At the beginning of 2017, Kristin Matteo was bored, a little burned out and stuck in a rut. Her part-time job wasn’t challenging her the way she wanted, and she had no long-term goals.
“I feel like I wasn’t accomplishing anything,” says the 47-year-old travel blogger. “I was working for my husband’s company and I didn’t feel like I had anything of my own.”
She was (as she describes it) in “OK” shape, attending Zumba classes two or three times a week in her hometown of Ocean Grove, New Jersey, and running a few miles “sporadically, to mix up the workout.” When a friend challenged her to sign up for the New Jersey Half Marathon, Matteo immediately dismissed the idea, never having run more than 3.5 miles at once.
“I’m not a runner. I hate running. I’ve always hated running,” says Matteo. “I told [my friend] I would drop her off at the start line on race day. I never thought I would be there, too.”
But after a few weeks of prodding and encouragement from her friend, Matteo found herself on the race registration website hours before a discount pricing deadline. She was hesitant, but in her mind, the price increase made signing up a “now-or-never” situation.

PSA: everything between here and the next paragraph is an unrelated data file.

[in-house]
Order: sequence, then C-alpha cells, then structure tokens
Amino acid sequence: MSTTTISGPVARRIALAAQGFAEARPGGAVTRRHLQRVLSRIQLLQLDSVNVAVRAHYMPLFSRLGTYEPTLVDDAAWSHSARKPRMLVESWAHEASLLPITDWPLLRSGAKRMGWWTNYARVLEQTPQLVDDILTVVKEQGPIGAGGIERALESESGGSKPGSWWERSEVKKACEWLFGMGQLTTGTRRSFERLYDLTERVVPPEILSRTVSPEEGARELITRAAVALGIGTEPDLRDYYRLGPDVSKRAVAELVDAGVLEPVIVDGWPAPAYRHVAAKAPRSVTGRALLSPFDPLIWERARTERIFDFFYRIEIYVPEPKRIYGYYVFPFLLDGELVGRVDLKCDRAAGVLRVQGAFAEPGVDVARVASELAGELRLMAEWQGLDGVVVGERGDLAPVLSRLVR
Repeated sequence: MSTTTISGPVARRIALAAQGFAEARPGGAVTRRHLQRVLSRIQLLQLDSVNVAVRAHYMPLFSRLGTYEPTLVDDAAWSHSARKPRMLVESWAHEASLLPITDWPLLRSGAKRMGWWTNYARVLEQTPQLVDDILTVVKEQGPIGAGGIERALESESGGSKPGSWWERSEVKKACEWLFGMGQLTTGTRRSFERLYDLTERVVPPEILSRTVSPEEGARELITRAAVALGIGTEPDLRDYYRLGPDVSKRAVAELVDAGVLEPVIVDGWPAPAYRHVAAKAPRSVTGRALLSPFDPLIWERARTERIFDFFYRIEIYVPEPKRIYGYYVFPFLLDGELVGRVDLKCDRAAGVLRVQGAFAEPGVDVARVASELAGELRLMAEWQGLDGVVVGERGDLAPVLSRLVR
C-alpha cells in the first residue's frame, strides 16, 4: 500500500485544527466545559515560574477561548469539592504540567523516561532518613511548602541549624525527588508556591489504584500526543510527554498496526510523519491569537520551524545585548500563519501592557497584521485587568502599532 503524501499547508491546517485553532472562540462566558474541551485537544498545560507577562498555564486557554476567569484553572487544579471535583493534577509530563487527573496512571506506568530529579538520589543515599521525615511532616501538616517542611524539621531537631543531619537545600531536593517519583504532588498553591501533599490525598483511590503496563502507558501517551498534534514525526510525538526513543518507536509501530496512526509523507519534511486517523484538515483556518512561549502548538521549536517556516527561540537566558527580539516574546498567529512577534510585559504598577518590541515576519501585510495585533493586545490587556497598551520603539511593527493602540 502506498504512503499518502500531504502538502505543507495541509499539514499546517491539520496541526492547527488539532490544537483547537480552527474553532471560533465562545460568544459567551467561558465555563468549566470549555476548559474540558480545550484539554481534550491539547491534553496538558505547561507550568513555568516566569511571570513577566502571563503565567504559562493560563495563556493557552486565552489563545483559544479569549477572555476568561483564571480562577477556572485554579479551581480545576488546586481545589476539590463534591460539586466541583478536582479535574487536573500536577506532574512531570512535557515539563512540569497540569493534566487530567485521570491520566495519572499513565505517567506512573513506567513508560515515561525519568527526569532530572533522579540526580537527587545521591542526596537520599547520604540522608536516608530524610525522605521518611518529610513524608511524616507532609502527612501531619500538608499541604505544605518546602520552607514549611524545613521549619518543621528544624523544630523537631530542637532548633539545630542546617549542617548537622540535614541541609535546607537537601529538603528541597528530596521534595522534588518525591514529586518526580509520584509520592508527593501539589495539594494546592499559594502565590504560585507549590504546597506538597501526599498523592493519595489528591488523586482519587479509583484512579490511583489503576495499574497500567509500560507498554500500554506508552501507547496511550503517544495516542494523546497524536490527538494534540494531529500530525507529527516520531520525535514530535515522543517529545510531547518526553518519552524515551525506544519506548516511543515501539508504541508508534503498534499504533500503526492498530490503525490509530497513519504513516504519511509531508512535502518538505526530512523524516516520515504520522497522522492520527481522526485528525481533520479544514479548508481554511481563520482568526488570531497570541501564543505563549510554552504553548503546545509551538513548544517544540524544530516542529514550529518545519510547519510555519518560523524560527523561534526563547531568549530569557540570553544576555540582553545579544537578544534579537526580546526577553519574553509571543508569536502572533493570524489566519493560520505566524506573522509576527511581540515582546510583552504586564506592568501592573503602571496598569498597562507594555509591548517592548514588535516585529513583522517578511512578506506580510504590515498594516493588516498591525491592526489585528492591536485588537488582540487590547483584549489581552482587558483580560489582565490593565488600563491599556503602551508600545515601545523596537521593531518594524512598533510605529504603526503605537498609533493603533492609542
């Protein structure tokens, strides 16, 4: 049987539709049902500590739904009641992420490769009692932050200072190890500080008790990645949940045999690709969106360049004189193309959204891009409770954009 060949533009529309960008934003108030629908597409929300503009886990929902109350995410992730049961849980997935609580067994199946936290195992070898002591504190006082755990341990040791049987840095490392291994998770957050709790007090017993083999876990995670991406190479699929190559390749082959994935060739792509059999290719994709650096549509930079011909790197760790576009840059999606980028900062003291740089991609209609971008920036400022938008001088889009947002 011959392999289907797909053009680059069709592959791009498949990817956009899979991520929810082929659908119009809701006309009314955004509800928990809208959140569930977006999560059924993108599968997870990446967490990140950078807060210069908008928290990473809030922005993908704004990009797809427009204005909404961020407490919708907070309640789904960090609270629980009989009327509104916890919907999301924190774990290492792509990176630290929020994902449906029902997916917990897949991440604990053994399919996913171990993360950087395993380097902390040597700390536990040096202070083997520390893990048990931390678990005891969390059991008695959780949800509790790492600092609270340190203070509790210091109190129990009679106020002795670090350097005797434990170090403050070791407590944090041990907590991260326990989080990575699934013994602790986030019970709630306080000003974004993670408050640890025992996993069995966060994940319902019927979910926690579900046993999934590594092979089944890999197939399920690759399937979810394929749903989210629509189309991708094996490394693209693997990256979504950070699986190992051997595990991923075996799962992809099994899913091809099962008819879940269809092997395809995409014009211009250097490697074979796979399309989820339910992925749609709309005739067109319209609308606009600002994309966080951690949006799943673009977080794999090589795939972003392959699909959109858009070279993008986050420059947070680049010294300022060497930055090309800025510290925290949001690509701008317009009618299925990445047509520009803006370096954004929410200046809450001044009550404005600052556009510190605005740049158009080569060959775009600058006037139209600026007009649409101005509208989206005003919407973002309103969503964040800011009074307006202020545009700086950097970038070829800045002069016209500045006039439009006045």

“I had texted all my runner friends that day, asking them if they thought I could do it,” she recalls. “They all said I could and I should.”
She had been researching half marathon training plans and found one that perfectly fit the timing she needed to train. The only thing left to do was commit. Though the doubt was still heavy in her mind, she decided to sign up.
“I registered — with all confidence that I could back out at any time,” Matteo admits. “My main obstacle became convincing my brain that I could actually do this.”
She eventually realized low self-confidence wouldn’t be the only hurdle she’d encounter along the way.
A PAIN IN THE … FOOT
As Matteo’s training progressed, she grew a more confident with each longer run.
“I had a few good runs in the beginning that really motivated me, like going from 3.5 [miles] to 4.5 and then to 6,” she says. “When I finally made it to 7 miles in Week 5, I was psyched. But after that, I really hit a wall.”
At first, the wall was a mental one, as Matteo struggled to push past the 7-mile mark. Then, she started feeling pain in her foot that she’d never experienced before. After a diagnosis of the common running injury plantar fasciitis, her training and mental strength took a heavy hit. Coupled with a few naysayers who put more doubt in her mind (and whom Matteo declines to name), her “wall” became even taller and thicker.
“I backed off from my training plan and missed a few long runs,” she says. “I turned 47 during Week 7 of my training and lost a bit of focus during my various birthday celebrations, basically just putting the race out of my mind. Plus, my foot pain almost had me ready to quit.”